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In graphics, superimposition is the placement of an image or video on top of an already-existing image or video, usually to add to the overall image effect, but also sometimes to conceal something (such as when a different face is superimposed over the original face in a photograph).

This technique is used in cartography to produce photomaps by superimposing grid lines, contour lines and other linear or textual mapping features over aerial photographs.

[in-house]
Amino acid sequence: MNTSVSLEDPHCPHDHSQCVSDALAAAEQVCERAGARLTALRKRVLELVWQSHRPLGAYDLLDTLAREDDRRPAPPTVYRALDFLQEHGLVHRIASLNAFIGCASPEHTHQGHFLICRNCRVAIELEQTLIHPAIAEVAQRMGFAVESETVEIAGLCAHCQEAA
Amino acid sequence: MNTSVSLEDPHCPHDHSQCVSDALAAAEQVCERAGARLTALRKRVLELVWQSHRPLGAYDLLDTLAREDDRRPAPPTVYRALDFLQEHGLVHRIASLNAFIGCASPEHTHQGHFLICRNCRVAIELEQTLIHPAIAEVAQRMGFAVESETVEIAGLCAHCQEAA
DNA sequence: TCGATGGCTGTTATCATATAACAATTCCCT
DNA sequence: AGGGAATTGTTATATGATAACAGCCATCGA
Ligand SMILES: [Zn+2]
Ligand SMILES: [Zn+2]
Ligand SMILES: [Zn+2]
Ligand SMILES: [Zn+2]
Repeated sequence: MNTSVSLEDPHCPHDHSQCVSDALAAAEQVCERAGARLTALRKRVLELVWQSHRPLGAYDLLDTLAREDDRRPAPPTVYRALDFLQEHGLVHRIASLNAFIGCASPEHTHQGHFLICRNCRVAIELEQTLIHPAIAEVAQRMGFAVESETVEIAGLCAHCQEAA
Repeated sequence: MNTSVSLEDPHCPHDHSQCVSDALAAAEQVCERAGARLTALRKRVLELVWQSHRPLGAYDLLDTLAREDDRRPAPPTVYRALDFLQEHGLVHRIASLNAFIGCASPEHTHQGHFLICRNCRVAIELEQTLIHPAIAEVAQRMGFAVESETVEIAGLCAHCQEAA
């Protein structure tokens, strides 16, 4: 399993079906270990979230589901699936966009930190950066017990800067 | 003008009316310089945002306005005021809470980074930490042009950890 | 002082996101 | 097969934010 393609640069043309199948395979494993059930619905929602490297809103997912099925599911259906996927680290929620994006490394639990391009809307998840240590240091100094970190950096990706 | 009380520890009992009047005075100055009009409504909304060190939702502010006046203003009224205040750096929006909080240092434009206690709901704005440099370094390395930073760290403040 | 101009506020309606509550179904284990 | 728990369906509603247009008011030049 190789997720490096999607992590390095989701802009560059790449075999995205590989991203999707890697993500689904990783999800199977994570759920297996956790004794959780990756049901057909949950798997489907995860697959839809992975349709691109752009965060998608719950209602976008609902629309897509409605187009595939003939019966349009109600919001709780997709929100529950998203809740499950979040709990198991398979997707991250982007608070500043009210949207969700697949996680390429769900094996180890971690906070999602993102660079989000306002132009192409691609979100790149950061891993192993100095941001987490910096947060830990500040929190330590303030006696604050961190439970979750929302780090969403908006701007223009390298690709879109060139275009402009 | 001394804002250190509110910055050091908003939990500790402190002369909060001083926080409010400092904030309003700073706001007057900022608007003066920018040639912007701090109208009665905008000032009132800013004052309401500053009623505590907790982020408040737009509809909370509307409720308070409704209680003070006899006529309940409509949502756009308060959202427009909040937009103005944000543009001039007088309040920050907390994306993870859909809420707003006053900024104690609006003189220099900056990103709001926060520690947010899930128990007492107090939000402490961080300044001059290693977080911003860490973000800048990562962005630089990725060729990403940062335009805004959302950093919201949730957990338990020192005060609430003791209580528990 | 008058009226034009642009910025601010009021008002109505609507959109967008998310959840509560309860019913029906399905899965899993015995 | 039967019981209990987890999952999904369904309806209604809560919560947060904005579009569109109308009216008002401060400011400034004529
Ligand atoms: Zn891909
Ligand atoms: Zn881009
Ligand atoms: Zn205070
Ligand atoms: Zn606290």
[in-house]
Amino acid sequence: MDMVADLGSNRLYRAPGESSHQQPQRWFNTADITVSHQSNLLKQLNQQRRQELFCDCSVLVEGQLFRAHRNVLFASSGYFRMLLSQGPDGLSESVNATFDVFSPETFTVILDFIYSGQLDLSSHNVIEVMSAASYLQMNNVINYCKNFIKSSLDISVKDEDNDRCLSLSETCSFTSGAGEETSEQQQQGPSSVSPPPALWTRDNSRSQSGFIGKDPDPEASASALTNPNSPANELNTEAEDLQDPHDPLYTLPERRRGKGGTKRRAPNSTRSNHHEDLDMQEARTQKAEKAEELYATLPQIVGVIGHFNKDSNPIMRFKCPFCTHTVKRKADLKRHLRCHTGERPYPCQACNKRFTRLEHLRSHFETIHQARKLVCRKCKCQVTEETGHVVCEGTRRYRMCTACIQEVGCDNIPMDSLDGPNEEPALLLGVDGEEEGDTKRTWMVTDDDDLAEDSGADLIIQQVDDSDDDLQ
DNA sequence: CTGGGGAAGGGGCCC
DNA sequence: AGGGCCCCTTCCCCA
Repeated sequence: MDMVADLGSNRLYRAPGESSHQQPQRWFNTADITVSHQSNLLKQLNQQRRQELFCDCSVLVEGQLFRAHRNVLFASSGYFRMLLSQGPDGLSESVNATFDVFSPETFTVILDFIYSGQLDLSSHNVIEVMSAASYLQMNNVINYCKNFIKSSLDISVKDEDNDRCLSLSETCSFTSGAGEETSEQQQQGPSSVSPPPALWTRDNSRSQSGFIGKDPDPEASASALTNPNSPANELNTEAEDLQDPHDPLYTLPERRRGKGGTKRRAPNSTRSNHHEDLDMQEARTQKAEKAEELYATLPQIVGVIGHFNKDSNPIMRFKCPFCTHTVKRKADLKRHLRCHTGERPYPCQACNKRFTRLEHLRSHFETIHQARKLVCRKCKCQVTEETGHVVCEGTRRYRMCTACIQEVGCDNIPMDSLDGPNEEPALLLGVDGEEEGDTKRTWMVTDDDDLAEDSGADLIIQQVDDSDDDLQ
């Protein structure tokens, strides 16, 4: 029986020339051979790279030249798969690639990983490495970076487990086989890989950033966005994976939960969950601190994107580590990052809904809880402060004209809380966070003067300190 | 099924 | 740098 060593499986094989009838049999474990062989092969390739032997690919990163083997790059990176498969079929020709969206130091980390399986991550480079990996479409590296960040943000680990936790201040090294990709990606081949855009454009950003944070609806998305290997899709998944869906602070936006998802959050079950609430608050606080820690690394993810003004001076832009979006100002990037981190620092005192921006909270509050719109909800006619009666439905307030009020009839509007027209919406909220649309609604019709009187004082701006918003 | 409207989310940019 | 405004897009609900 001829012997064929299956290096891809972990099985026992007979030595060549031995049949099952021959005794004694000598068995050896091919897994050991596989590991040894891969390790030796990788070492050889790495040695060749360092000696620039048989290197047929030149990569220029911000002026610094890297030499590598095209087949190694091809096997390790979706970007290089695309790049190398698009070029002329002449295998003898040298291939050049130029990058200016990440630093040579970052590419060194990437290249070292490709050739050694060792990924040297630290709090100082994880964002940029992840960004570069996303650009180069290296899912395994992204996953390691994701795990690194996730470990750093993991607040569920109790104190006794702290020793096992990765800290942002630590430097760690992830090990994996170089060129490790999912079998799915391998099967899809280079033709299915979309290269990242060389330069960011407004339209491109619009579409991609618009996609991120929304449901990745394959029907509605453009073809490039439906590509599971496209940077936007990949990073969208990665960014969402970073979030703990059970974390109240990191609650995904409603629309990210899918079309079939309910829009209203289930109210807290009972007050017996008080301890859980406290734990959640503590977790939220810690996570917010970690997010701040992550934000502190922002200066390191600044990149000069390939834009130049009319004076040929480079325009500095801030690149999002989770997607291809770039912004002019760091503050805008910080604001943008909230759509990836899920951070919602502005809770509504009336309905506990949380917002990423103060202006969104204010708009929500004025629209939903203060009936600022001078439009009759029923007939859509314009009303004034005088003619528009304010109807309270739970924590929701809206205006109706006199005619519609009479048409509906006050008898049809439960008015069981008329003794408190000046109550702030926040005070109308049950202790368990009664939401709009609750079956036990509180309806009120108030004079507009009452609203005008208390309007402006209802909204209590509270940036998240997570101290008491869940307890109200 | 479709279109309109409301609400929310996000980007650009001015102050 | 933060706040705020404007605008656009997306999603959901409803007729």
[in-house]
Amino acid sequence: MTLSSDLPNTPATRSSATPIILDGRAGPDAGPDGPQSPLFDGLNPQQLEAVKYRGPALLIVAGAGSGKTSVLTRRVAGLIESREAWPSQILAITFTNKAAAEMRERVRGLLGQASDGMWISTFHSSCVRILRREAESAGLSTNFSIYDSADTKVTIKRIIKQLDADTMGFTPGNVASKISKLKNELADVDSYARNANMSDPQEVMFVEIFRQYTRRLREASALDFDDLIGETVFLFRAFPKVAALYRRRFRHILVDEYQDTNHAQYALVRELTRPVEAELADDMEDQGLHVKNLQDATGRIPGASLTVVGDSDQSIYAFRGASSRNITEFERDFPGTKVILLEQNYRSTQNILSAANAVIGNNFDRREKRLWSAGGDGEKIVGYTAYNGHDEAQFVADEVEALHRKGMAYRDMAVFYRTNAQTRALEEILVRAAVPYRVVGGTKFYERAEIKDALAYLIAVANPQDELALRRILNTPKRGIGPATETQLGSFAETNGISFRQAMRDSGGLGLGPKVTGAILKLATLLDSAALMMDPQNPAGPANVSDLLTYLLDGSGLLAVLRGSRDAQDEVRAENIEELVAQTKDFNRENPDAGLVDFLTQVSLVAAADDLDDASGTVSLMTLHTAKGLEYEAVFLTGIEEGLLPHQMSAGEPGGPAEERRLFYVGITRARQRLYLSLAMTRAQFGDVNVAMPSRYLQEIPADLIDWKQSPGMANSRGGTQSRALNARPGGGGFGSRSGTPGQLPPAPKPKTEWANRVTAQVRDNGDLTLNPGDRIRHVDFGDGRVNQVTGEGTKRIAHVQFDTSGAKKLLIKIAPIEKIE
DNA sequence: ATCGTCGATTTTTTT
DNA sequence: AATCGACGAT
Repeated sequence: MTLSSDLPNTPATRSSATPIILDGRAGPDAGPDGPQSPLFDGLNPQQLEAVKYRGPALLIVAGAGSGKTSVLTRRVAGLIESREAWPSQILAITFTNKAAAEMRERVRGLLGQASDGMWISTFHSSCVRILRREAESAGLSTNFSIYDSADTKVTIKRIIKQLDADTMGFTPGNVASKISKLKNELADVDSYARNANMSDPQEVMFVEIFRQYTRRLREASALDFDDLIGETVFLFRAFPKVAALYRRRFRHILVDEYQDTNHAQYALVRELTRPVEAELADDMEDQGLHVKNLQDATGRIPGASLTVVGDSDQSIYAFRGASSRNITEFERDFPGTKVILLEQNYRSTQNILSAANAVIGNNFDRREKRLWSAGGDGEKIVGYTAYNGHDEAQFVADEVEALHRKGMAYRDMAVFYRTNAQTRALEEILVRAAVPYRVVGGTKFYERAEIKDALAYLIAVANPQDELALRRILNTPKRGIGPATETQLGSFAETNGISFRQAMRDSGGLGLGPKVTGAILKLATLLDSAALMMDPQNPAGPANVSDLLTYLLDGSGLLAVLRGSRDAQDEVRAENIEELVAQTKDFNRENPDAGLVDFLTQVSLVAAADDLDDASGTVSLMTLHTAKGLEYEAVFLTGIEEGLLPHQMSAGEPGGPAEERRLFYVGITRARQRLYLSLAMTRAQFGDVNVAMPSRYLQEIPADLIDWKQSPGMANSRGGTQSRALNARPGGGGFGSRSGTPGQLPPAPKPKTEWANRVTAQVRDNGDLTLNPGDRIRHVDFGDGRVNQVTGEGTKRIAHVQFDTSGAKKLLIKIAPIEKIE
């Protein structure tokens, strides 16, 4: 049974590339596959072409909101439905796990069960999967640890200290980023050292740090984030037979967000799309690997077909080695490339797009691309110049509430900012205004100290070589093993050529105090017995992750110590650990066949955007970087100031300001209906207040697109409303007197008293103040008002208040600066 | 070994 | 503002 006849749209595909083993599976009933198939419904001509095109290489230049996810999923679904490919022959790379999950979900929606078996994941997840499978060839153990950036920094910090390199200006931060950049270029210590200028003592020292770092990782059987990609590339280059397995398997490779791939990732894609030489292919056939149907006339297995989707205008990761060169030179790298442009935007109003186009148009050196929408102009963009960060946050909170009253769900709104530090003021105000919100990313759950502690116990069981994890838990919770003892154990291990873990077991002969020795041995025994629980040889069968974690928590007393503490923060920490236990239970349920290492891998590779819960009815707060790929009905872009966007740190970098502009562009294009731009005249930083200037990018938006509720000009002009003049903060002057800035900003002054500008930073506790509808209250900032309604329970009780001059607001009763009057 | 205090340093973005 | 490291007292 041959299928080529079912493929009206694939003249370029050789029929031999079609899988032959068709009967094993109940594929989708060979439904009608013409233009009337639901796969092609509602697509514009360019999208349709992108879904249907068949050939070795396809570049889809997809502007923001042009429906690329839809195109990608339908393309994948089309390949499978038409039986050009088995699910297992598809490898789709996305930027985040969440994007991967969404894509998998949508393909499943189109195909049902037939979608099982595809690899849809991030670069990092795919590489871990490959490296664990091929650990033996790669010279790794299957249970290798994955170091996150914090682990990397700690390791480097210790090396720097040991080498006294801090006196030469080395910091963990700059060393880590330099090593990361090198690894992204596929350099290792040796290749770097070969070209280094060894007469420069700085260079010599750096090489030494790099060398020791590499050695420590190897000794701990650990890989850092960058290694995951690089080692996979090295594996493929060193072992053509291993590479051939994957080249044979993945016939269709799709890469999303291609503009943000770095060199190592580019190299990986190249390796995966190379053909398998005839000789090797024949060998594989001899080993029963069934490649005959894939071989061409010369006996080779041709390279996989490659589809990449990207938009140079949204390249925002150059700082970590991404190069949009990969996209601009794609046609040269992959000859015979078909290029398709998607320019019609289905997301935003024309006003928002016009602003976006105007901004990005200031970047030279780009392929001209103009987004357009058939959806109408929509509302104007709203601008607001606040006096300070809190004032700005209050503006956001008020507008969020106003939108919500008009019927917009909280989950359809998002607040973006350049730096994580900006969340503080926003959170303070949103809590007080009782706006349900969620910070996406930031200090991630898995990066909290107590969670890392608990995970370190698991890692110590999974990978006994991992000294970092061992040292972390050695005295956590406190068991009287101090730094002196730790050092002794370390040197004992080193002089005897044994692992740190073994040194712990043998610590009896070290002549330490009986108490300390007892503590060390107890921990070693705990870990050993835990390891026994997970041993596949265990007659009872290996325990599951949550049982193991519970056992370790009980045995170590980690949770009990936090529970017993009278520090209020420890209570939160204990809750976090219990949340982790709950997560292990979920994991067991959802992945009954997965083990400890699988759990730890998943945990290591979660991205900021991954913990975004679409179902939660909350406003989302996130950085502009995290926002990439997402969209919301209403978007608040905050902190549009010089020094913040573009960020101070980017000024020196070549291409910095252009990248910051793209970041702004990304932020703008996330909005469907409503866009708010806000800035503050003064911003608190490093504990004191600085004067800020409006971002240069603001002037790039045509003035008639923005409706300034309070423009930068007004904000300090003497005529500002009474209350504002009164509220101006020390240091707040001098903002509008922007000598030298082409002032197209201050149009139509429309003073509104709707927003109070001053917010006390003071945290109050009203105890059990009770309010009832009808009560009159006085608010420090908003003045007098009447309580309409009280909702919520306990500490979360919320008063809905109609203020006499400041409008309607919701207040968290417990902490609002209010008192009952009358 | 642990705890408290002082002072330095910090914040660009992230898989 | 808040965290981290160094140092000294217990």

Superimposition of 2D images containing correlated periodic grid structures may produce moiré patterns. Superimposition of two correlated layers comprising parallel lines or curves may give rise line moiré patterns. The movement of one of the layers results in a faster movement of the line moiré superimposition image. Such optical acceleration is known as moiré speedup (check for the formulas of optical speedup for curved patterns). When superimposing two identical layers comprising randomly spaced parallel lines, at a small angle or with a small scaling difference random line moiré patterns, namely line Glass patterns (after Leon Glass, 1969) appear. Similarly, when superimposing two identical layers of randomly scattered dots at a small angle or with a small scaling difference random dot Glass patterns, namely random dot moiré, appears. When one of the layers embeds complex shapes, such as sequences of symbols forming a text, and another layer contains parallel lines or curves, the superimposition image may give rise to magnified shapes, called shape moiré patterns.

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